Khorason bread…

Last Wednesday I made my weekly bread with 50% wholemeal Khorason flour instead of the normal 50% wholemeal, and it was a seriously strange experience.

Khorason, by the way, is an ancient strain of wheat that has remained unchanged for thousands of years – its origins are unknown, but it seems certain that it predates the Pharaohs. It is though to be a variant of Emmer which, itself, has been dated back to 7,000 years BC. The grain for my flour comes from the Khorason region of Iran, from which it takes it’s name (not Iraq as I might have said  in an earlier post or Tweet).

Khorason is grown commercially in the US under the Kamut brand, but it’s just Khorason with a dubious legend tacked on to it. Originally it was recovered from an Egyptian tomb, spirited off to the US where it was tagged “King Tut’s Wheat” – despite the fact that it was doubtless being grown across the Middle East at the time. It was grown commercially for a while, generated zero interest, and vanished, only to reappear some years later, branded as Kamut

Like Emmer and Spelt, Khorason is an unmodified wheat – that is, it hasn’t been intensely and continuously hybridised like modern wheat varieties. All wheats have been hybridised to some degree, as they all derive from grasses, but with these ancient grains, that ended once an acceptable result was obtained, at a time lost in prehistory. For this reason, the gluten structure is very different to that of modern wheats, making it useful to those who are intolerant of wheat. Whether this extends to coeliacs, I don’t know. I’ve read that it does, but have found no hard medical evidence to support the claim.

The flour smelt wonderful, when tipped into the bowl, but looked like a mix of sand and golden sawdust – an appearance that turned out to be just a tad too prophetic.

I normally use 60% hydration, with 30ml of cider vinegar added (to retard mould – I don’t mind stale home-made bread (and it stales fast, so to slow that down I keep it in a plastic bag – 2, in fact, as plastic is micro-porous), it’s still good, especially with soup, or toasted. Thinly sliced, with cheese, it’s fine too. Mouldy bread, though, is fit only for the bin.

Commercial bakers use distilled vinegar, and industrial product, to retard mould, so I figured cider vinegar would do the same job, and it does, the bread remaining sound for almost a week. There is not taint from the vinegar in the finished loaf.

Anyway, 60% water plus 30ml vinegar gives me a moist but easily-handled dough. However, when I made my yeast starter (with flour, water and malt extract), I noticed that the Khorason absorbed very little water and, rather than binding together, had the texture of wet sand, which was worrying.

When I’d added the starter, the rest of the water, and the oil to the flour, and run the mixer for a few minutes, it was obvious that the Khorason had absorbed little water, and the dough was like thick porridge. I let the mixer run a little longer than usual, then let the dough sit in the bowl for 10-15 minutes to allow the Khorason to hydrate if it was going to. It made no difference.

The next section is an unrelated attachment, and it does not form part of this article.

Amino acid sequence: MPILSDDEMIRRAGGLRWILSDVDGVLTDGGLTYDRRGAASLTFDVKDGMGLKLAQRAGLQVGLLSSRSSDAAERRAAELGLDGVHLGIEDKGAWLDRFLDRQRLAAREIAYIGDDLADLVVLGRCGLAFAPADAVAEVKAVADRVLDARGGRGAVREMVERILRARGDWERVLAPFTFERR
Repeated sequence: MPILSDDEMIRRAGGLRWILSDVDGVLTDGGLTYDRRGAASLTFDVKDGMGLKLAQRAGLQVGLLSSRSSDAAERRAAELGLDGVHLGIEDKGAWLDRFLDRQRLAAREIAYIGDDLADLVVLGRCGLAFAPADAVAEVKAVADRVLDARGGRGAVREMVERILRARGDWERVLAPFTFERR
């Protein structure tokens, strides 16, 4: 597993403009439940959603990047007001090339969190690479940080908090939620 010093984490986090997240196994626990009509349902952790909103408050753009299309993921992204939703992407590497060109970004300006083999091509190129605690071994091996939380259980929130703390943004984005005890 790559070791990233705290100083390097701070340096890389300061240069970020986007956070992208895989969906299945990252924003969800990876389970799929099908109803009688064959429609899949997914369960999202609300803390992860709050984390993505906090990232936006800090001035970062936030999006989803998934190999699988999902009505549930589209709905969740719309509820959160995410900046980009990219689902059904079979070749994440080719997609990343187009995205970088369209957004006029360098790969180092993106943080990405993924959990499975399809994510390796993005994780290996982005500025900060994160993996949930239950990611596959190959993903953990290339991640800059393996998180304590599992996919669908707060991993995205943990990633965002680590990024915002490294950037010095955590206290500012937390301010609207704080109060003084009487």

So I tipped it out onto the floured counter, and kneaded in a couple of handfuls of white flout to at least stabilise the sloppy mass enough to handle, with the aid of my bench knife.

I left it to prove covered in clingfilm and a towel, as usual, when it spread outward more than upwards. After which I knocked it back, and divided into two portions. I’ve a good eye, and can usually divide dough into two portions with no more than 20 grams difference (less than an ounce). That day I was on form, and got it to within 3 grams, so I called it quits – it was too sticky to bugger about weighing and reweighing it until they were equal.

I rolled each piece into a sausage, folded the ends to the middle, and pressed them in the tins, seam-side down.

They proved again without any drama, though they looked a little saggy as they rose above the tins, so I quickly floured and slashed them, and got them into the oven. 43 minutes later I had two perfect, golden, loaves – for some reason, loaves fresh from the oven appear to glow with an inner light. Once cold they lose this. I’m at a loss to explain it, but I’ve seen it too often for it to be anything but real.

Surprisingly, the texture was excellent, open, but even, with no large holes – perfect bread for cheese in my view – and the colour a dark golden shade. The taste was a mystery, as acid reflux the previous night had wiped out my taste buds, and they’re only now recovering. The flavour is a little more intense than the standard wholemeal which, like the white flour, is a mix of organic Maris Widgeon wheat and an unspecified Canadian organic wheat, but the texture is where it really scores, for me, at least.

I was a bit peeved with the hassle, but I think if I persevere, and change my technique, Khorason will make a useful addition to my bread-making armoury.

Next time, I’ll make a starter using all the Khorason flour and all the water, plus the yeast and a teaspoon of malt extract, and let it ferment slowly in the fridge for 24 hours, which might encourage it to take up the water better.

Watch this space…

2 thoughts on “Khorason bread…

  1. I’ve used the same flour (a mixture of half Khumat and half very strong white works well) and always been very pleased with the results. And yes – it does glow in the over!

    • As I said, the bread is absolutely fine – it’s the absorbency of the Khorason flour I was questioning.

      It’s Kamut, by the way, the brand name of commercially-grown Khorason in the US. This is Khumat

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